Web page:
Former Faculty Member and Two Alumni Honored at Alumni Awards Luncheon

The Department of Animal Sciences had three honorees at the 2018 CFAES Alumni Awards Luncheon, held on March 3, 2018. Former professor Michael Day, nominated by Dr. James Kinder, received the Meritorious Service Award. Ming-Tsao Chen, who earned his Ph.D. in Animal Sciences in 1977, received the International Alumni Award. His Ph.D. advisor, Dr. Herbert Ockerman, nominated him. Kevin Fath, who earned his B.S. in Animal Sciences in 2010, received the Young Professional Award. Linnae Fath nominated him. The event was held in the Grand Ballroom at the Fawcett Event Center.

Click on the names below to read more about each of our honorees:

 

Michael Day

Dr. Michael Day was born in Iowa, but raised in central Missouri. He earned his B.S. in Animal Husbandry from the University of Missouri and his M.S. and Ph.D. in Animal Science/Reproductive Dr. Michael Day

Endocrinology from the University of Nebraska – Lincoln. He is currently the Chair of Animal Science at the University of Wyoming.

  • Family &/or background:

Married Toni Middleton in 1983, have two children: Travis Day is 25, with degrees in Agricultural Equipment Technology and Diesel Technology from the University of Northwestern Ohio. Travis lives in Ohio on a small farm and works for a large highway construction/paving company. Leslie Day is 22 and is a junior at the University of Missouri majoring in Biochemistry with an Animal Science minor, with aspirations to become a professor that teaches and does research in biomedical sciences.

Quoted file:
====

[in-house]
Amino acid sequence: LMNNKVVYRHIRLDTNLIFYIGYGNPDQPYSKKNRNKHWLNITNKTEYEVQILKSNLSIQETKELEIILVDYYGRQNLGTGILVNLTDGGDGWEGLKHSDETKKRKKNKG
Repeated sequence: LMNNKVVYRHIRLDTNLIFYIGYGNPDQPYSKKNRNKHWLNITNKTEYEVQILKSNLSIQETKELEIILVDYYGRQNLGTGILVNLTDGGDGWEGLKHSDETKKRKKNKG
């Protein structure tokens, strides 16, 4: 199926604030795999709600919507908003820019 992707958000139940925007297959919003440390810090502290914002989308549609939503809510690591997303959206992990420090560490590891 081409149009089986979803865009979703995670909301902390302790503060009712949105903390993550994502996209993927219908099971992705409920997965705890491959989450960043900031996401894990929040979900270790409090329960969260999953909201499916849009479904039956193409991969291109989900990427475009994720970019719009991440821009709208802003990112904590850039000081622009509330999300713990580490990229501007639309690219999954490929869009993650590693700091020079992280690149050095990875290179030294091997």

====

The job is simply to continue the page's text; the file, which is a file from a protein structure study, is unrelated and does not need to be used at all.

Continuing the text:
• How did you become interested in animal sciences?

My father was a professor of reproductive physiology at Mizzou in swine, so I am a second generation reproductive physiologist. I am the second of five children. We had a small farm growing up, and beef cattle were my primary interest from early on. I know I would be involved some aspect of the beef industry from relatively early in my childhood. The discipline of reproduction was my favorite in college, so I pursued advanced degrees after graduating from Mizzou.

  • What were your research areas?

Research areas include sexual maturation and development in beef heifers, factors that limit early embryonic development and pregnancy rate, and estrous synchronization and AI in beef cattle.

  • Are you still involved in higher education?

Yes, after 30 years in a teaching and research faculty position at OSU, I took my current position as Professor and Head, Department of Animal Science, University of Wyoming